In the week ending 7 February, capital city established home listings surged 11.5% compared to the previous week's total.

Established homes tended to be favoured, with Melbourne's listings up 28.1%, followed by Sydney at 15.1%, Adelaide's up 11.5%, and Brisbane's up 10.2%.

Perth's listings fell 36.6% over the week however, which Archistar chief economist Dr Andrew Wilson attributes to coronavirus lockdowns.

"Newly advertised listing numbers can be expected to continue to surge over coming weeks and track higher than last year’s results at the same time - particularly as the autumn home auction season gathers pace," he said.

"More listings will be good news for buyers offered more choices – but can expect to pay higher prices in a hot market."

Boosted listing numbers coincide with a pick-up in overall property activity, with university and school returning for another year.

Research from online marketplace Oneflare indicates real estate agent bookings were up 80% in January compared to July 2020.

Property management bookings were up 63%, removalist bookings up 82%, and professional cleaner bookings were 39% higher.

A cleaner was the most popular booking in all 12 measured cities and regions - Canberra, Sydney, Newcastle, Illawarra, Darwin, Brisbane, Gold Coast, Sunshine Coast, Hobart, Perth, Melbourne, and Geelong. 

Oneflare CEO BIlly Tucker says there are no signs of activity slowing down on the platform.

"You really can see the impact of a buoyant housing market play out through our bookings - if people are incentivised to buy, sell and build, it creates thousands of jobs for our nation," he said.

"Never before have we seen this size uptick in property-related jobs on our platform."

What are the property risks in 2021?

Global ratings agency Standard and Poor's (S&P) in a recent report said that the flood of new first home buyers into the market has "contributed to an uptick in higher loan-to-value ratio lending". 

S&P also expects 1% to 1.5% of all securitised Australian home loans will enter 'formal hardship' at the end of repayment deferrals.

Two per cent of all home loans were deferred as of December, down from highs of 10% seen in June.

"Arrears are expected to increase in the early part of 2021 as borrowers exit payment holidays and income assistance packages come to an end, though the impact will be tempered by low interest rates and COVID-19 related job losses that have affected tourism, leisure and hospitality sectors," the report said.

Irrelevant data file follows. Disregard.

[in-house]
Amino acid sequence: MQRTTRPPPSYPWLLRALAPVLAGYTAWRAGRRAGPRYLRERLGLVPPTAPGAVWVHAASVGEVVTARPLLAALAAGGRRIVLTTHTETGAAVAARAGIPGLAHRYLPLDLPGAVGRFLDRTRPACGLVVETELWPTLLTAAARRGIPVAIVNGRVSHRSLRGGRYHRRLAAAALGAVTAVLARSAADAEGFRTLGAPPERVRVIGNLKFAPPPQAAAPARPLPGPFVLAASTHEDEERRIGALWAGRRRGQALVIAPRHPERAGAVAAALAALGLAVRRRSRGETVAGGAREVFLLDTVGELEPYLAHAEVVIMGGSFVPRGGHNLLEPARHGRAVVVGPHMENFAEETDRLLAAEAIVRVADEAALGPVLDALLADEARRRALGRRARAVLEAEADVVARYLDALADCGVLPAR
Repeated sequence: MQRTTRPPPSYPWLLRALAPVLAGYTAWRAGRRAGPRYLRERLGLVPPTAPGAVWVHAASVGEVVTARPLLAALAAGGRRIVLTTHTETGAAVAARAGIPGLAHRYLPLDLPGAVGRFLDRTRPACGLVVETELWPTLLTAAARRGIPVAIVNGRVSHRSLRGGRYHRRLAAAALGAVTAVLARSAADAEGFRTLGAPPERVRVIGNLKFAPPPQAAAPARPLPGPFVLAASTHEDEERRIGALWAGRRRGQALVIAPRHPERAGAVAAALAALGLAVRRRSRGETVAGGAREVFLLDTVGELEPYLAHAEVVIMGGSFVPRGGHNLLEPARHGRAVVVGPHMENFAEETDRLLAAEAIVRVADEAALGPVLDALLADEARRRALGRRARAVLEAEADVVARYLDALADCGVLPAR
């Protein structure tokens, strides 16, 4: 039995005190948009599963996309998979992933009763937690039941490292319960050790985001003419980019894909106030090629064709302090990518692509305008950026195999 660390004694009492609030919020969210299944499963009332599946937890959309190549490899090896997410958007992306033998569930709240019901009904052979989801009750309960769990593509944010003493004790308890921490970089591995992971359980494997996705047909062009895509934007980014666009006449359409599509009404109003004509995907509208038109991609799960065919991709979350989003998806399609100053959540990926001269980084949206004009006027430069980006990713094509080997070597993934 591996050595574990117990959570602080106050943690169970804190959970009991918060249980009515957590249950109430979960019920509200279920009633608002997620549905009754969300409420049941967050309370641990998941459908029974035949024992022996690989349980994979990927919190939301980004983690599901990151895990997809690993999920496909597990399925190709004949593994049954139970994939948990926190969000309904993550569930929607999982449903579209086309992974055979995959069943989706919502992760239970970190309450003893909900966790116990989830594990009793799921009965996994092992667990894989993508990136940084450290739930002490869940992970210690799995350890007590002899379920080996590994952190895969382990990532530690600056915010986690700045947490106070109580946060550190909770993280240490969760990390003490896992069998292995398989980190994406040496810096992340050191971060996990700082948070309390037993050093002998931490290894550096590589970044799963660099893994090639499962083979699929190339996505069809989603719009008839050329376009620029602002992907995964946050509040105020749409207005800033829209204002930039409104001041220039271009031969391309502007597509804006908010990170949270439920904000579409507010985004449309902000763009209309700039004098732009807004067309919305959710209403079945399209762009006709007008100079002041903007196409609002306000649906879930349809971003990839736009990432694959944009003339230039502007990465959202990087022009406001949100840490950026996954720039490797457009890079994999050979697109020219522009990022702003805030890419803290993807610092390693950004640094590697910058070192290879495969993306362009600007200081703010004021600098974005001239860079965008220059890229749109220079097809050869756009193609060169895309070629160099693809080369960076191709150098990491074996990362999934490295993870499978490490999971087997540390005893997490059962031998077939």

JobKeeper and heightened JobSeeker are due to wind back entirely in March, along with the bulk of any remaining home loans deferred, though there is talk of assistance being extended for certain industries such as hospitality and tourism.

S&P's credit analysts in the report also said changes to responsible lending laws posed some risk.

"Changes to responsible lending along with historically low interest rates are likely to lead to higher leverage levels, as such prudent debt serviceability standards are very important, particularly in an era of low wage growth," the analysts said.

It's also expected that investor lending will "turn a corner" in 2021, with the main lending risks surrounding commercial real estate, and "pockets" of personal loans.

The tap is turned off

The Housing Industry Australia (HIA) new home sales report indicates January's new home sales were nearly 70% lower than numbers seen in December, partly due to HomeBuilder winding back.

January's figures were also 12.1% down on January 2020's results, according to HIA chief economist Tim Reardon.

"After drawing forward sales into December, HomeBuilder will also push sales back until the end of March when the reduced $15,000 grant ends," he said.

“For this reason, sales are expected to remain flat in February before another surge in March.

"The March surge will not be of the same quantum as December due to the lower grant offering."

Mr Reardon also said certain themes will persist in 2021, including the push for detached housing in regional areas coinciding with rising house prices, and low interest rates, "albeit at a level significantly below that observed in the last quarter of 2020".


Photo by Nao Takabayashi on Unsplash

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